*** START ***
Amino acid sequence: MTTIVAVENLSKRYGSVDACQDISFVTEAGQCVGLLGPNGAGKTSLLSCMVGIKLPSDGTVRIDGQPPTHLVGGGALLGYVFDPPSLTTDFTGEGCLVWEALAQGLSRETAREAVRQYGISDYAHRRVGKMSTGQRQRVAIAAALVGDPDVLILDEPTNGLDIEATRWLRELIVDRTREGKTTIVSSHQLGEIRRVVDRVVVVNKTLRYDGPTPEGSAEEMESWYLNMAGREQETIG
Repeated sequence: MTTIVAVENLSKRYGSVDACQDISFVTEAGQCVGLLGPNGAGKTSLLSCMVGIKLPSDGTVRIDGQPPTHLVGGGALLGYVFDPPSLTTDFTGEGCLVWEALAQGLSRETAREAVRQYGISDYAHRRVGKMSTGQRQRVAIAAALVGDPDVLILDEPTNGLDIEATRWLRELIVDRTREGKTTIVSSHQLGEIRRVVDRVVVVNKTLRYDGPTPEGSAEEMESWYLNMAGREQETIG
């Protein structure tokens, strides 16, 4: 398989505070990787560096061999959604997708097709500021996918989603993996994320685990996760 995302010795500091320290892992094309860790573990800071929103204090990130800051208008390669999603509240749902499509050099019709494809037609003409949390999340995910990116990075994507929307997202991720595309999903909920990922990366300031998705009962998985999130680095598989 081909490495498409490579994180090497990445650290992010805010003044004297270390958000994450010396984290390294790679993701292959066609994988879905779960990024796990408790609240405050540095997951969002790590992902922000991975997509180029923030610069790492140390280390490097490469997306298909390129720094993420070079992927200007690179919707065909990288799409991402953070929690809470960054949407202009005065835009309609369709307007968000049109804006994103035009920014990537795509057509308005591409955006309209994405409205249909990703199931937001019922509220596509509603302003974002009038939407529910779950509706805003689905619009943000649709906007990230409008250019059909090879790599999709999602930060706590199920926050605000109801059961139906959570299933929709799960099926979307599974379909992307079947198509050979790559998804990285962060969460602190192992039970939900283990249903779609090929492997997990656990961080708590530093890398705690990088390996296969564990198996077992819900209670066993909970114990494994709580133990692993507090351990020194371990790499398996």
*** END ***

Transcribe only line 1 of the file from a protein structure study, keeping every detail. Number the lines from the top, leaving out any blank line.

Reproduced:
Amino acid sequence: MTTIVAVENLSKRYGSVDACQDISFVTEAGQCVGLLGPNGAGKTSLLSCMVGIKLPSDGTVRIDGQPPTHLVGGGALLGYVFDPPSLTTDFTGEGCLVWEALAQGLSRETAREAVRQYGISDYAHRRVGKMSTGQRQRVAIAAALVGDPDVLILDEPTNGLDIEATRWLRELIVDRTREGKTTIVSSHQLGEIRRVVDRVVVVNKTLRYDGPTPEGSAEEMESWYLNMAGREQETIG